Despite declines in May and June, the construction sector continued to expand for the fourth consecutive quarter but at a slower pace (+1.2%). Growth in residential building construction (+2.9%) and engineering and other construction activities (+1.3%) more than offset contractions in non-residential building (-1.3%) and repair construction (-0.8%).

Accommodation and food services expanded 3.7% in the second quarter, as both subsectors grew after the lifting or easing of public health restrictions across several provinces in late May and early June.

The professional, scientific and technical services sector expanded 0.8%, up for the fourth consecutive quarter. Computer systems design and related services (+1.3%), accounting, tax preparation, bookkeeping and payroll services (+1.2%), and architecture, engineering and related services (+0.7%) contributed the most to the growth while legal services (-0.6%) declined.

After three consecutive increases, the manufacturing sector contracted 1.0% in the second quarter, putting downward pressure on overall economic growth. Non-durable goods manufacturing fell 0.5% as plastics and rubber products production (-5.5%) contributed the most to the decline. Durable goods manufacturing was down 1.4%, mainly driven by the contraction in transportation equipment manufacturing (-6.8%), as the global semiconductor chip shortage contributed to disruptions in the manufacturing of motor vehicles and parts in the second quarter.

The real estate and rental and leasing sector declined 0.7%, its first contraction since the second quarter of 2020. With home resale activity cooling down in several markets across the country, activity in the offices of real estate agents and brokers contracted 15.3%.

Retail trade fell 1.6% in the second quarter, as activity weakened in health and personal care (-4.0%), building material and garden equipment (-4.5%), general merchandise (-3.2%), food and beverage (-1.6%) and clothing and clothing accessories (-4.2%) stores. Wholesale trade contracted 1.3%, driven by declines in machinery, equipment and supplies (-1.9%), building material and supplies (-3.2%) and miscellaneous (-2.9%) wholesalers.

Chart 4  Chart 4: Main industrial sectors' contribution to the percent change in gross domestic product, second quarter
Main industrial sectors' contribution to the percent change in gross domestic product, second quarter

Sustainable development goals

On January 1, 2016, the world officially began implementing the 2030 Agenda for Sustainable Development—the United Nations' transformative plan of action that addresses urgent global challenges over the following 15 years. The plan is based on 17 specific sustainable development goals.

The release on gross domestic product by industry is an example of how Statistics Canada supports global sustainable development goal reporting. This release will be used to help measure the following goal:

  Note to readers

Monthly data on gross domestic product (GDP) by industry at basic prices are chained volume estimates with 2012 as the reference year. This means that the data for each industry and each aggregate are obtained from a chained volume index multiplied by the industry's value added in 2012. The monthly data are benchmarked to annually chained Fisher volume indexes of GDP obtained from the constant-price supply and use tables (SUTs) up to the latest SUT year (2017).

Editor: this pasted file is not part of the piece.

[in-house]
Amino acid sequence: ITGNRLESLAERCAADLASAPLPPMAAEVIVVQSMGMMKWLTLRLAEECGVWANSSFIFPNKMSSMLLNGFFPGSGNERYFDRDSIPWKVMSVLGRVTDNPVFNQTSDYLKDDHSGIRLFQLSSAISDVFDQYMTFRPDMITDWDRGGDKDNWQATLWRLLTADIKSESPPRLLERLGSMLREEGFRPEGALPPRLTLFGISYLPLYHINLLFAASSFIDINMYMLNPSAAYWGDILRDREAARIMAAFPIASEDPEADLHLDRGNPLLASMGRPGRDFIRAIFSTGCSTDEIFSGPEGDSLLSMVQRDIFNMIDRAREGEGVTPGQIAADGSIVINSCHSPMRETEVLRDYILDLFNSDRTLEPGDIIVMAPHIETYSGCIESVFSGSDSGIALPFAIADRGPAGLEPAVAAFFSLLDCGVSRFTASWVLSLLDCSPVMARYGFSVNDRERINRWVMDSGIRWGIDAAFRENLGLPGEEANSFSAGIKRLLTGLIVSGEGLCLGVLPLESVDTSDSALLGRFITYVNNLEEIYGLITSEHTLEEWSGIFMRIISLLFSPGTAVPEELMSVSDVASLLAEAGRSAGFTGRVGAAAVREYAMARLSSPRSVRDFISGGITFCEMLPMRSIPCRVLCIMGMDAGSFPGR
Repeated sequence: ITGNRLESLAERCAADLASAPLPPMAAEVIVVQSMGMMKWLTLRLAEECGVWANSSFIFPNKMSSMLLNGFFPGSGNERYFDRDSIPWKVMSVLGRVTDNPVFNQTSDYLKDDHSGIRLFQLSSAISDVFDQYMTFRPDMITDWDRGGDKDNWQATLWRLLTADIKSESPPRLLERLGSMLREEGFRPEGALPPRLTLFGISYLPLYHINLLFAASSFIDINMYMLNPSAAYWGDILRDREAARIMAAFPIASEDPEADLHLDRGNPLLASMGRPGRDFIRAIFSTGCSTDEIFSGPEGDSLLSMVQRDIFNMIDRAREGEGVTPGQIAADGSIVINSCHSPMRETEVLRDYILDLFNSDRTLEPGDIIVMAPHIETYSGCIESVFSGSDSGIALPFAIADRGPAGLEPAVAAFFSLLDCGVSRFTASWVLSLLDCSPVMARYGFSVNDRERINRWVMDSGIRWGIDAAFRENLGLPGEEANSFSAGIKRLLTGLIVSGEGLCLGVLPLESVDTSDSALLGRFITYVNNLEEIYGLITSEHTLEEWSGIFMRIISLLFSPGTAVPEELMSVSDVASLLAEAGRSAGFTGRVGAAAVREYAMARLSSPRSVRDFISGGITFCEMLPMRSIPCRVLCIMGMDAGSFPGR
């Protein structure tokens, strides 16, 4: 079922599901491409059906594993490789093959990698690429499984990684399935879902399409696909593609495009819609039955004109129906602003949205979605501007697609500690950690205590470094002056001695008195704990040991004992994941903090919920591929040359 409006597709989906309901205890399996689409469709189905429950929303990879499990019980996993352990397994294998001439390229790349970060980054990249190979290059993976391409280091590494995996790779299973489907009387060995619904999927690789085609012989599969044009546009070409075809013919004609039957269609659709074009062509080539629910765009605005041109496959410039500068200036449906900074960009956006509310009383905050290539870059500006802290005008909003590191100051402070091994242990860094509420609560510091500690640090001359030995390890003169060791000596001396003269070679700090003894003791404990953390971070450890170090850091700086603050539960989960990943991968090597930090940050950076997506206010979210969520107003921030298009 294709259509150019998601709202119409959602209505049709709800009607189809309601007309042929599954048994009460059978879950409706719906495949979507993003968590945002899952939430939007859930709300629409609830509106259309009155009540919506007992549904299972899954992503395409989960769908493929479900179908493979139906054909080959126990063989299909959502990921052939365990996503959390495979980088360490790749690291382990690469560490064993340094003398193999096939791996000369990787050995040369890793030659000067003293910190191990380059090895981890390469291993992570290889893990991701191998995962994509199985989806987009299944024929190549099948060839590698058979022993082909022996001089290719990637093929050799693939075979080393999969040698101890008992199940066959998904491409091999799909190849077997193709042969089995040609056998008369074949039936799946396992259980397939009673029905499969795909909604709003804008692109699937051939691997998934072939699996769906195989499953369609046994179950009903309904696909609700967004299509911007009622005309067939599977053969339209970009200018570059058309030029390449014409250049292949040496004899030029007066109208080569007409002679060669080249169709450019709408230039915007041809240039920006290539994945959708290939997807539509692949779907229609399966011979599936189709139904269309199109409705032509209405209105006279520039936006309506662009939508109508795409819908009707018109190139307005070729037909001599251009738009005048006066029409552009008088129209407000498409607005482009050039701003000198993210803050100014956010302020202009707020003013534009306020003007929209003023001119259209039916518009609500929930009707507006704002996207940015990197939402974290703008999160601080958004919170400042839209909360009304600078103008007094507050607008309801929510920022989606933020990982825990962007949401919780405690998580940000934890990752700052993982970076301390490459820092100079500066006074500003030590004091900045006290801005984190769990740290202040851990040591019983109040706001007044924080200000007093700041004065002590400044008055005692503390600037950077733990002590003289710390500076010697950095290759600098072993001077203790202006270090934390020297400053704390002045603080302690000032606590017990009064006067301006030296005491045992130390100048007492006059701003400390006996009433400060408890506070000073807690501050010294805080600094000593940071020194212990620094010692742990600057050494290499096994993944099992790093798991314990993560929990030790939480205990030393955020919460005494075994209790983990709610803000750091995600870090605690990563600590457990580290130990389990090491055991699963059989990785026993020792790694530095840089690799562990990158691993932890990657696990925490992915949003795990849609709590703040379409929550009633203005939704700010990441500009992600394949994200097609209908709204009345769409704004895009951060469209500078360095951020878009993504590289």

For the period starting in January 2018, data are derived by chaining a fixed-weight Laspeyres volume index to the prior period. The fixed weights are 2017 industry prices.

This approach makes the monthly GDP by industry data more comparable with expenditure-based GDP data, which are chained quarterly.

All data in this release are seasonally adjusted. For information on seasonal adjustment, see Seasonally adjusted data – Frequently asked questions.

An advance estimate of industrial production for July 2021 is available upon request.

For more information on GDP, see the video "What is Gross Domestic Product (GDP)?"


With this release of monthly GDP by industry, revisions have been made back to January 2020.

Each month, newly available administrative and survey data from various industries in the economy are integrated, resulting in statistical revisions. Updated and revised administrative data (including taxation statistics), new information provided by respondents to industry surveys, and standard changes to seasonal adjustment calculations are incorporated with each release.

Real-time table

Real-time table 36-10-0491-01 will be updated on September 13.

Next release

On September 30, 2021, Canada will observe the National Day for Truth and Reconciliation. Due to the new statutory holiday, the next gross domestic product by industry release for July has been rescheduled for October 1.


The User Guide: Canadian System of Macroeconomic Accounts (Catalogue number13-606-G) is available.

The Methodological Guide: Canadian System of Macroeconomic Accounts (Catalogue number13-607-X) is also available.

The Economic accounts statistics portal, accessible from the Subjects module of the Statistics Canada website, features an up-to-date portrait of national and provincial economies and their structure.

Contact information

For more information, contact us (toll-free 1-800-263-1136; 514-283-8300;

To enquire about the concepts, methods or data quality of this release, contact Ederne Victor (613-863-6876), Industry Accounts Division.